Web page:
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First, let me explain my background. I came to the USA on a tourist visa 18 years ago from South Korea and have never been out since. Thus my USA visa has long since expired, but I changed my status to F-1 (note the subtle difference between F-1 'status' holder and F-1 'visa' holder. I did not have an F-1 visa). However, I have recently received a green card.

I am now into my fifth year of Ph.D. and will apply for postdoctoral academic job positions.

Here are some questions:

1) If I travel outside the US, now re-entry to the US would not be a problem since I have obtained a green card? I won't travel to Korea, since I did not serve in Korea's mandatory military service; therefore, they probably won't let me leave again (especially since I have left the country with a tourist visa and never returned). However, I would like to know if I can travel to places like Europe.

2) I would like to have options to apply to some jobs in Europe. However, for the reason I explained above, I am unable to get a visa directly from South Korea. Is it possible for me to get a European visa (as a Korean and a US permanent resident) in any other means? Maybe I can enter a European country, and change my 'status' there to some valid legal status without obtaining a visa? (Just as I did in the US with F-1 status)

EDIT - I do have a valid South Korean passport, which expires in about 8 years or so.

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    Do you have a valid passport? If so, is it a South Korean one? – origimbo Nov 30 '18 at 16:14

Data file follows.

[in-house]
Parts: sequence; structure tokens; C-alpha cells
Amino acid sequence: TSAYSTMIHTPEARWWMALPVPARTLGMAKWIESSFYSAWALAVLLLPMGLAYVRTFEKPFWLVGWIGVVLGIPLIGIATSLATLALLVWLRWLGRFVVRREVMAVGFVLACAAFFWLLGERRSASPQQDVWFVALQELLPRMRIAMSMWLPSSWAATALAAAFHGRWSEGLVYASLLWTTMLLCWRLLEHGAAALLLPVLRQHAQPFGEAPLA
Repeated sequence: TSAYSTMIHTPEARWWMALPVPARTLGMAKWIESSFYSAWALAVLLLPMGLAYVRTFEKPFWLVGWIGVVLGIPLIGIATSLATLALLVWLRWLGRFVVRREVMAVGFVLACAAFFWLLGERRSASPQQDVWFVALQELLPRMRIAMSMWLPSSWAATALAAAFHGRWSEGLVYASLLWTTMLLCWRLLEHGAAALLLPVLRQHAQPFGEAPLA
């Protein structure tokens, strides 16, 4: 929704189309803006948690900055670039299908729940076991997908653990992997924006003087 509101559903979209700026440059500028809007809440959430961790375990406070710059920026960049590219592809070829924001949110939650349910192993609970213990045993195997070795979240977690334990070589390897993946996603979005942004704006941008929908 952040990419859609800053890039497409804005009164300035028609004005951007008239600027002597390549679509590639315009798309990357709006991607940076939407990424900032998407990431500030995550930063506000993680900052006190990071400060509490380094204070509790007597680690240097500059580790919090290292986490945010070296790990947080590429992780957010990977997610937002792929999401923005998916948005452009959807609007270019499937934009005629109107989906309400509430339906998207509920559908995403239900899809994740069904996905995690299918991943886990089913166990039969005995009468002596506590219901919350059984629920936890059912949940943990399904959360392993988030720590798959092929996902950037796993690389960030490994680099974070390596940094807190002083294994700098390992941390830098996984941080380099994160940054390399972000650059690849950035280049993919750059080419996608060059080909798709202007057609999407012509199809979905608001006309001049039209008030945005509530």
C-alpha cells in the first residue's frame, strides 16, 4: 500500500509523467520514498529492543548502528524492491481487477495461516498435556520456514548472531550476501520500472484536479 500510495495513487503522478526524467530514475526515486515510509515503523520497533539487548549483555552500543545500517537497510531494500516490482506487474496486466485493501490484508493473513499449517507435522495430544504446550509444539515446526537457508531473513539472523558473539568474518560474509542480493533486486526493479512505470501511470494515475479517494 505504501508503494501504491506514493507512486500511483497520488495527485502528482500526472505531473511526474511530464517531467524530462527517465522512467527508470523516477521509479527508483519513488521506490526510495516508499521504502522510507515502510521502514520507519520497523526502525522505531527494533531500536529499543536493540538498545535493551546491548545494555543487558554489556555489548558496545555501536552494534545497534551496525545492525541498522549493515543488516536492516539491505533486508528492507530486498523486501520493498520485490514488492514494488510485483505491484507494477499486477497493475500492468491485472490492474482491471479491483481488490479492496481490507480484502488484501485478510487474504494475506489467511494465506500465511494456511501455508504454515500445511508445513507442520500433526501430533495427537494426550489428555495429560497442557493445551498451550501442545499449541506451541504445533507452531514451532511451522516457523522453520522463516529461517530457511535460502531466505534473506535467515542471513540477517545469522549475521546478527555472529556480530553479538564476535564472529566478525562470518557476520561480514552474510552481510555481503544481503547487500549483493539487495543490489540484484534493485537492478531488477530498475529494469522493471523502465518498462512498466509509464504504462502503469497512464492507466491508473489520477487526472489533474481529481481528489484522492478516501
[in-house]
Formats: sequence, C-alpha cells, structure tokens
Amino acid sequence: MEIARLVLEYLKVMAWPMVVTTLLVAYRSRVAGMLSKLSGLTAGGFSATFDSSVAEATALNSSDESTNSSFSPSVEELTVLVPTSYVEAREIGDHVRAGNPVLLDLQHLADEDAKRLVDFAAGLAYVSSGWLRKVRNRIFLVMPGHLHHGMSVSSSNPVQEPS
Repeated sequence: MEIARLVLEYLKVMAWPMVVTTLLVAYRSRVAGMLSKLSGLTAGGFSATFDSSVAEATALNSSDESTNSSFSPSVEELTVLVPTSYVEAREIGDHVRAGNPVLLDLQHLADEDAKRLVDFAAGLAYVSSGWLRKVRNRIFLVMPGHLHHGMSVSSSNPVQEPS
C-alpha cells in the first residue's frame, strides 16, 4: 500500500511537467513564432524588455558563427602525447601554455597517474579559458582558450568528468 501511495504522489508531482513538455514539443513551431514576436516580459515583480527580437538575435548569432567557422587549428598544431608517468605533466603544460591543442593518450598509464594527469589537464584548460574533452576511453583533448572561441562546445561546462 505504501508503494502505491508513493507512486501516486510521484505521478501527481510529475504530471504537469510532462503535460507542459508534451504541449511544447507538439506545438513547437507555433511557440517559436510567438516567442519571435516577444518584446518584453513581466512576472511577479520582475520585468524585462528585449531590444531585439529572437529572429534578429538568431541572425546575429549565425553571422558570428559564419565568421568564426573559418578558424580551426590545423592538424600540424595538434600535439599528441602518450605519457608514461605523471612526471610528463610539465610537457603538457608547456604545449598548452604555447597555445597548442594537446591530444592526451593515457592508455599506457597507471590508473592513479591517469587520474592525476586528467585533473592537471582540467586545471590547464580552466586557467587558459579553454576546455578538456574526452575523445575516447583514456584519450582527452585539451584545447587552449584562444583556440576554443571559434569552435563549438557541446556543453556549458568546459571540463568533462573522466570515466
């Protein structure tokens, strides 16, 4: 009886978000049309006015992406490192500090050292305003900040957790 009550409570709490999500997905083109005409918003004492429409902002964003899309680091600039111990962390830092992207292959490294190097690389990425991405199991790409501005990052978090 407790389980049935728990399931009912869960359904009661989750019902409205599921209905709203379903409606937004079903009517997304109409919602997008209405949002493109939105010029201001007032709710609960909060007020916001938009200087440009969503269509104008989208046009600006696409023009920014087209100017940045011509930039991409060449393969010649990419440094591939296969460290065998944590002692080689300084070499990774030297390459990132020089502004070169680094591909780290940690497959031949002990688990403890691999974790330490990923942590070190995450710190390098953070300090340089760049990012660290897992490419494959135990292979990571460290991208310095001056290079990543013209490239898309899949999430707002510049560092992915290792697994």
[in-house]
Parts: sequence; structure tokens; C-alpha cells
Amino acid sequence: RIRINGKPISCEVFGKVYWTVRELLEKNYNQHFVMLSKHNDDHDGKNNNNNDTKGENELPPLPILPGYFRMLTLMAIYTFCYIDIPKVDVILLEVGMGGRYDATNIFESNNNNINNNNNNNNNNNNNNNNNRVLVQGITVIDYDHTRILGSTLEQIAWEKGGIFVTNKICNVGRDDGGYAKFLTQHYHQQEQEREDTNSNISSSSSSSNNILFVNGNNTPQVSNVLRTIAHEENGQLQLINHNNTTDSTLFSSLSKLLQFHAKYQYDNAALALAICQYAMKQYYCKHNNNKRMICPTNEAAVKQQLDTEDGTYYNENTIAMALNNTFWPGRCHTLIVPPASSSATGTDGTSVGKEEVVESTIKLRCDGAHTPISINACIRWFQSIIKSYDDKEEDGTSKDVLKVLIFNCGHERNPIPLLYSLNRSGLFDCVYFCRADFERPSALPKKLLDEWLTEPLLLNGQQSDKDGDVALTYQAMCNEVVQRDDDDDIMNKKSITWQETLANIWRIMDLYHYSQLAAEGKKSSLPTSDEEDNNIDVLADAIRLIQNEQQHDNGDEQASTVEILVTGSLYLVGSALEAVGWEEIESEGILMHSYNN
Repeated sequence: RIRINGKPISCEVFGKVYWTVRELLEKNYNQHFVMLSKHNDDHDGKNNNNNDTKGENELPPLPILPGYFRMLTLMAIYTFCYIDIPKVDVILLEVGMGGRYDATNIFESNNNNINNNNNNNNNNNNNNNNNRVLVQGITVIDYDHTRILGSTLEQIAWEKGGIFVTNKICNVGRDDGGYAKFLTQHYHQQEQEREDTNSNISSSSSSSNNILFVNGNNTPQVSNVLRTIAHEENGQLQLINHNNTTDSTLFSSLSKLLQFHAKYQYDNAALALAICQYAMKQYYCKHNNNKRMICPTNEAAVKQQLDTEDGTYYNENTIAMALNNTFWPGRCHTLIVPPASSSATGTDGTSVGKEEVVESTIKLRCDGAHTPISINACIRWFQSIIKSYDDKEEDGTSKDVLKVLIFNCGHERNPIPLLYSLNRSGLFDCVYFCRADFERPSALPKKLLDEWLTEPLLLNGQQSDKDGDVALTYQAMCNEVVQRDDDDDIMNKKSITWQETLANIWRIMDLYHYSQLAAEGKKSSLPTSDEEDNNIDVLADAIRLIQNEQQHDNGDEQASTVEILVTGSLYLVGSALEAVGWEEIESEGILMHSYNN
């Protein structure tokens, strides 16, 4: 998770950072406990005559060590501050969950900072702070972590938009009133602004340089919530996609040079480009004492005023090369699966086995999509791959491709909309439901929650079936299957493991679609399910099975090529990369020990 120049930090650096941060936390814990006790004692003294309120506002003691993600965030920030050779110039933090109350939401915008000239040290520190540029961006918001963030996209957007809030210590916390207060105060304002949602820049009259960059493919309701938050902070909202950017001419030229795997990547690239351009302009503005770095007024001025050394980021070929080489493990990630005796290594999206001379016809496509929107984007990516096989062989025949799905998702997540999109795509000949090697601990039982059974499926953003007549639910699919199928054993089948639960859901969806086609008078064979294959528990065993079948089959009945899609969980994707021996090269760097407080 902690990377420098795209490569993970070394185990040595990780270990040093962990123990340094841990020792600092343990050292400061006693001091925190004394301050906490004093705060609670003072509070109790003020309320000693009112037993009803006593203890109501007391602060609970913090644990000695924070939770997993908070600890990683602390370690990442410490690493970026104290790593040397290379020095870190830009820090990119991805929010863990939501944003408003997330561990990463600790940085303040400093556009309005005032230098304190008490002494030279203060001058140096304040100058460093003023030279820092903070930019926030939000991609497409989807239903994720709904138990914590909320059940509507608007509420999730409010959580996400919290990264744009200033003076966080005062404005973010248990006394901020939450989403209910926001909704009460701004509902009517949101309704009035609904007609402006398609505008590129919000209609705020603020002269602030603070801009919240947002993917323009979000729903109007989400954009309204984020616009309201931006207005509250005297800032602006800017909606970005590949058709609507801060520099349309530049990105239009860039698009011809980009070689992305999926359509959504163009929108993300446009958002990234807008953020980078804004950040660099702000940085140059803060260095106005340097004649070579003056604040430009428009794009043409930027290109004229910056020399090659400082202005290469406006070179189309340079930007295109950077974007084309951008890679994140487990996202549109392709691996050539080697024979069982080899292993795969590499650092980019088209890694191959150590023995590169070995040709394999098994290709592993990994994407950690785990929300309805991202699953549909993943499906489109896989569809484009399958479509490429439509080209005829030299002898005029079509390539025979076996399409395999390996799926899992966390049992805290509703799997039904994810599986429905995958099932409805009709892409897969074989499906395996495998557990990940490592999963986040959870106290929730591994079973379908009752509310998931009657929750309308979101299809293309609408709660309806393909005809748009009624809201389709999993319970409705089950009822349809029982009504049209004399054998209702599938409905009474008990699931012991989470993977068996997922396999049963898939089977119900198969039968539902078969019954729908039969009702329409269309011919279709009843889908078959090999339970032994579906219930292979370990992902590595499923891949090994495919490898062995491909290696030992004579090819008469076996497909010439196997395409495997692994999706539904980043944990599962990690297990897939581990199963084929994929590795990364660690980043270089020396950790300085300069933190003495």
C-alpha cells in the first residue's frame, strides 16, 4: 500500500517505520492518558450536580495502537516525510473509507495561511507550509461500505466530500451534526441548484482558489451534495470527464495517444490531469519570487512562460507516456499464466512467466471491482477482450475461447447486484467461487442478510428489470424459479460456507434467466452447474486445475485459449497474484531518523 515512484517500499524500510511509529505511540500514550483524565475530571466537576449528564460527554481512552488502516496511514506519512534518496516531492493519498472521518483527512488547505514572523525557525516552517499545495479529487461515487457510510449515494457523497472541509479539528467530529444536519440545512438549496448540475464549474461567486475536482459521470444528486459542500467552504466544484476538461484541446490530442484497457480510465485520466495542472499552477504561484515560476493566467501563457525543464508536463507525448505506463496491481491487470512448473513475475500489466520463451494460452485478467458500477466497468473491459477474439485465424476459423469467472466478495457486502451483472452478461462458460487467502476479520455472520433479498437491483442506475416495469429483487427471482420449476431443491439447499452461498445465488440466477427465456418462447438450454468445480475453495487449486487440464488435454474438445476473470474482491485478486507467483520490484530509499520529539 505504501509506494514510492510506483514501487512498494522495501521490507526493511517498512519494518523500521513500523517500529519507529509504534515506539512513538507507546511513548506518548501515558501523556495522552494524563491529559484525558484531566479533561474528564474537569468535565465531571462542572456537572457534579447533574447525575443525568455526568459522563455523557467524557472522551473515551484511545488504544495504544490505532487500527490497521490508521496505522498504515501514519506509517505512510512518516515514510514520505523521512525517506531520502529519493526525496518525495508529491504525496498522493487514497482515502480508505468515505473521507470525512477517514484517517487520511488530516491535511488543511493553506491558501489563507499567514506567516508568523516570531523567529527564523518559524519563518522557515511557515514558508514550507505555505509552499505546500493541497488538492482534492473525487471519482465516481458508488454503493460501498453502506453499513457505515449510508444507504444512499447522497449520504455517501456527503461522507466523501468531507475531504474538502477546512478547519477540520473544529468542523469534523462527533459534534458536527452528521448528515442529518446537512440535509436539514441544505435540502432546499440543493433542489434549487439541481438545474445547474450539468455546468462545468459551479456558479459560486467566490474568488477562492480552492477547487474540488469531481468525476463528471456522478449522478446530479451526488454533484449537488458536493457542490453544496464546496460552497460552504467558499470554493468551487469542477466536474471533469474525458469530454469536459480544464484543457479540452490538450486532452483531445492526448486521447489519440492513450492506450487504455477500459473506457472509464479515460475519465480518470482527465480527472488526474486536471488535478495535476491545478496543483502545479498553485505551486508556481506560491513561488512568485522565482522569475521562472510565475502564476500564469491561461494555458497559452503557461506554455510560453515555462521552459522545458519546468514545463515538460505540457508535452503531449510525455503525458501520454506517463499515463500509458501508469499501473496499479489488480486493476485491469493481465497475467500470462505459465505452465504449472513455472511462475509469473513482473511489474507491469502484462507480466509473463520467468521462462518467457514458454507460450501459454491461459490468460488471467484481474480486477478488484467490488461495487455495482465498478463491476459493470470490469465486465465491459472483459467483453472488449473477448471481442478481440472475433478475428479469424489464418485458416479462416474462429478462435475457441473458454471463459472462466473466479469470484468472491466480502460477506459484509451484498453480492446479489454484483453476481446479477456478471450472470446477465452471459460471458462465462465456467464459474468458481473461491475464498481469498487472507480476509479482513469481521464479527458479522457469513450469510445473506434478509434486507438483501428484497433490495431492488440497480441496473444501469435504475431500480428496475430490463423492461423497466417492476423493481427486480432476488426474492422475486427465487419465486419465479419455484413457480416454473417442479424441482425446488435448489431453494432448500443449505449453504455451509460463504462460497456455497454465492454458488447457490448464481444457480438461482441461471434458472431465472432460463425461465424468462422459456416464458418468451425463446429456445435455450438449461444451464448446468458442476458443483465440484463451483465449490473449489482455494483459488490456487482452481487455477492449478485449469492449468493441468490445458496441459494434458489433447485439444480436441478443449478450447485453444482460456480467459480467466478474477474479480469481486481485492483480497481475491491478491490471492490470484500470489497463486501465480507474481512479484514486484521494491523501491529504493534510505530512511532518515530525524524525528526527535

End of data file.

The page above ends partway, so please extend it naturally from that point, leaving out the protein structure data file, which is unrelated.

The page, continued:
• Sorry, I should have provided that information. I do have a valid South Korean passport which expires in about 8 years from now. – Quantization Nov 30 '18 at 16:21
  • If a country cares about where you file a visa application, they are going to want you to file in your country of residence, the US. – Patricia Shanahan Nov 30 '18 at 16:35
  • Oh, so are you saying that I can file a visa application in the USA since I am a permanent resident here? Otherwise (if I am only F-1 status holder), I would have had to apply from South Korea, correct? – Quantization Nov 30 '18 at 16:44
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    For the purpose of visa applications in European consulates, "residence" does not mean "permanent residence" but rather the place where you live. From what I've seen, they only exclude visitors categorically (people in B-1, B-2, or visa waiver program status) as well as people whose stay in the US is shorter than 6 or 12 months. – phoog Nov 30 '18 at 19:14
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However, I would like to know if I can travel to places like Europe.

You should have no problem traveling to Europe on your unexpired valid passport after acquiring a visa (if required of Korean citizens), provided it has not been revoked by the South Korean government, which is unlikely

Is it possible for me to get a European visa (as a Korean and a US permanent resident) in any other means?